Today’s the day! Halloween is upon us, and I wanted to have a special blog post. Ever since it was announced that David Gordon Green and Danny McBride had signed on to pen the latest entry in the Halloween franchise, I had my eye on this one, waiting rather impatiently for any inkling of news. I had my doubts, given not only the fact that McBride had mostly been involved in comedy projects before his part in Alien: Covenant, but also because of the previous installments. Basically, everything in between the original and Rob Zombie’s remake (which I did enjoy) was forgettable. And after Rob Zombie’s sequel to the 2007 remake revealed itself as a discombobulated mess (save some creative liberties that I didn’t totally hate), it felt as though this series had been slaughtered for the last time. But that was certainly not the case: Halloween (2018) was fantastic, and just what we needed to tie up the story of Carpenter’s original classic with a rather bloody bow.
I won’t be providing spoilers in this review (or any—at least, I’ll try not to!), but I will discuss as many pieces of this film as I can. The first is the new Myers mask. This mask is simple, but exactly what it needed to be: aged, dirtied, and menacing. No more stark-white rubber, no more cracked material that reveals any part of the face. The mask characterizes Michael Myers without allowing him to be a character, if that makes sense. This film pushes the fact that Myers is supposed to be evil personified, and while we do see bits and pieces of his face throughout, when the mask is off, we never see anything about Myers that tells us he’s anything but darkness. He stalks, kills, then moves onto the next victim. As he should—that was the core of the 1978 classic: we don’t know what drives Michael, we don’t know why he kills. That’s what makes him scary.
Piggybacking off that point, the plot of this film is also simple; the tangled storylines of the various other sequels and re-boots are scrubbed clean, leaving us only with what remained after the events of the first film. Laurie is no longer Michael’s sister, and no cult controls the strings that move him. We’re again given a figure identified only by his presence as well as his mask. It’s Laurie Strode’s fear, her anger, and her obsession with Michael that ultimately bring her into his sights. Both the lead-up and the payoff are satisfying. There are, however, some goofy moments, and some significant plot-holes, such as the plotline with the journalists (er… podcasters) who are investigating Michael’s case. And some comedic moments do pull us away from rather intense scenes. But overall, I think the plot held its own. And the actors (at least some of them) pulled their weight.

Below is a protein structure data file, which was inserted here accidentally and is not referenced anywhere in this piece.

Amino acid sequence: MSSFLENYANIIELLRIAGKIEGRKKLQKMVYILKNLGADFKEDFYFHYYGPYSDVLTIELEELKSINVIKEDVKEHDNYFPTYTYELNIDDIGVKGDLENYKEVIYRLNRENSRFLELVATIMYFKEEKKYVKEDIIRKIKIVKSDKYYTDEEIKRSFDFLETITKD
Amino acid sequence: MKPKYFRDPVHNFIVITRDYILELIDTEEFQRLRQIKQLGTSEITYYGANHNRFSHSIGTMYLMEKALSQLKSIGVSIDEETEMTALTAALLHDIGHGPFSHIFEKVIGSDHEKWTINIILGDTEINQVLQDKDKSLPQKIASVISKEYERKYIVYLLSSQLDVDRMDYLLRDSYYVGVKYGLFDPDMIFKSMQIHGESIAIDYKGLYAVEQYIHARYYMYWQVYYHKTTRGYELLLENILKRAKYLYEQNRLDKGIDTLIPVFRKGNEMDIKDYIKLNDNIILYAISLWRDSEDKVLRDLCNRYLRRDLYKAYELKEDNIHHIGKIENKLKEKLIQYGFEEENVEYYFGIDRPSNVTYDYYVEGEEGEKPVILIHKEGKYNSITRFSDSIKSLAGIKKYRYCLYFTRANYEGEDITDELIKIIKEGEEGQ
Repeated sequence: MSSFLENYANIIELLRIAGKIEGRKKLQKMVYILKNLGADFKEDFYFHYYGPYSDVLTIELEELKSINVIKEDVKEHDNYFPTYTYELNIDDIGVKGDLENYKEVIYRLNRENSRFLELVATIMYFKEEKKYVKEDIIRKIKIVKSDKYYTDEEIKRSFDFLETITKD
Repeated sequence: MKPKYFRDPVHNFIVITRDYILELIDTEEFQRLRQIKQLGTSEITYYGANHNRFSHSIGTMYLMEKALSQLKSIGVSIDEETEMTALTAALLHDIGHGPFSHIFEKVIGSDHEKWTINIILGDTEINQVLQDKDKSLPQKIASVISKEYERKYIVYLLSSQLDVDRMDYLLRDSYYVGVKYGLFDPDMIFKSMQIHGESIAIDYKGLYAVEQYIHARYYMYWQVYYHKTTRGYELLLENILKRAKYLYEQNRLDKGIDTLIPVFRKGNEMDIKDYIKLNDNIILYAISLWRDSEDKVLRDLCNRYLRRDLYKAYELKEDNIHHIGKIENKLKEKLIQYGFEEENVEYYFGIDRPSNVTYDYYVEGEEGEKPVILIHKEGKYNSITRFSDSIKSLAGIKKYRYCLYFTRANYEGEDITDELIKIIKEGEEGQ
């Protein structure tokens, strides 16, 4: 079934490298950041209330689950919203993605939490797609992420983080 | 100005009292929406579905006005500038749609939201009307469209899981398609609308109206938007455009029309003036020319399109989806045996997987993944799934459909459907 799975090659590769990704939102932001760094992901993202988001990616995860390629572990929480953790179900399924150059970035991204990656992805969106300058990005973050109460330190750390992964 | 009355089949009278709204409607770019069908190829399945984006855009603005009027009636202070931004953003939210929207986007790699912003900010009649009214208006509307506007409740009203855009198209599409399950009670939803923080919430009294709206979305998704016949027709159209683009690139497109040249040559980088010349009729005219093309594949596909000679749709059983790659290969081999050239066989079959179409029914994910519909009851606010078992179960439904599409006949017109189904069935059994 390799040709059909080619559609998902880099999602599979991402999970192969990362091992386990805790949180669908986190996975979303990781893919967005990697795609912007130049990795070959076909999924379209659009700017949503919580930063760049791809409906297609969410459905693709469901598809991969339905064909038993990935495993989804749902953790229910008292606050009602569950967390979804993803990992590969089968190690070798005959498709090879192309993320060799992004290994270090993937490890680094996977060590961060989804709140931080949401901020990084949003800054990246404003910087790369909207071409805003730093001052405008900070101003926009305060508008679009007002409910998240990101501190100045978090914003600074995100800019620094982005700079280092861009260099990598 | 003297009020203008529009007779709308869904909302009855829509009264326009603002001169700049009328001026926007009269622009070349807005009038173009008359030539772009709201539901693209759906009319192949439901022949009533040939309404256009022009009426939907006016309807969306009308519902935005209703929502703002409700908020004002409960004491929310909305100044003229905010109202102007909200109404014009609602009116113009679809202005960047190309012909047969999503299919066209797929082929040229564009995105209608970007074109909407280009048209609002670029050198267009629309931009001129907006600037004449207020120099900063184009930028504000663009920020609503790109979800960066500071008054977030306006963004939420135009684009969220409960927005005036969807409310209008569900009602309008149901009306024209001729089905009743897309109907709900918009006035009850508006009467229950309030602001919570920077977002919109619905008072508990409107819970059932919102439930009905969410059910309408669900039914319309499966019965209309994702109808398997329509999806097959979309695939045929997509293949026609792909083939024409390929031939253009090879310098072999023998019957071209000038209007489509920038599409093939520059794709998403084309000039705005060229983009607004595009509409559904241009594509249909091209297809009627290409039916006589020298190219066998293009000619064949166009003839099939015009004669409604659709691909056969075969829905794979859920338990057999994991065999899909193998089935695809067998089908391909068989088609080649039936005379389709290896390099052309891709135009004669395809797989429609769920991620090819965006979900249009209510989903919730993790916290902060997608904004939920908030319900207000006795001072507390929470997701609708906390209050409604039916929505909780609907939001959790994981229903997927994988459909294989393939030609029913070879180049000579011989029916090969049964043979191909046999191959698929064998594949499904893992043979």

Jamie Lee Curtis finally reprised her role as Laurie Strode the right way, by injecting more depth into the character than in previous restorations. She is, in ways, hindered by her fears, but rightly so; she experienced such terrors at a young age. And symptoms of PTSD take center stage. But her passion of defending her family at any cost, her confidence in her strength, and her preparation for the worst tell us that Laurie Strode isn’t messing around, this time. She's got a mission.
Lastly, David Gordon Green’s directorial efforts don’t go unnoticed, here. Even though the awesome tracking shot that follows Myers through his Halloween haunt was included in a few trailers, I still found it impossible to look away throughout. It showcases James Jude Courtney’s (and, returning to the mask, Nick Castle, one of the original players in the 1978 film!) rendition of Michael, seeming to glide through the suburbs of Haddonfield like a ghost, until it comes to the kills. He’s brutal this time around, angry. And the camera reflects that; shots like this tell us that Michael, like Laurie, isn’t messing around. He’s waited long enough to feed his murderous desires, and he doesn’t hold back. While we do get some Blumhouse-esque silliness in some of these over-the-top kills, I’d say the brutality is still commendable, coming from a lover of slasher films.
Halloween 2018 is a slasher feat wrapped up in the nostalgia catered to long-time fans of the original. It stands on its own while keeping a close second to the first film. I loved it, and I look forward to seeing it again. If you’re expecting Oscar-worthy efforts, you’re looking at the wrong film (and the wrong series, to be blunt). But if you’re hoping for a horror film, for intensity, for brutality, and for a crazy awesome revenge thriller, I highly recommend giving it a watch.
Did you see the new Halloween? What did you think? Let me know what I missed, or what I might have missed the mark on. Let’s discuss!
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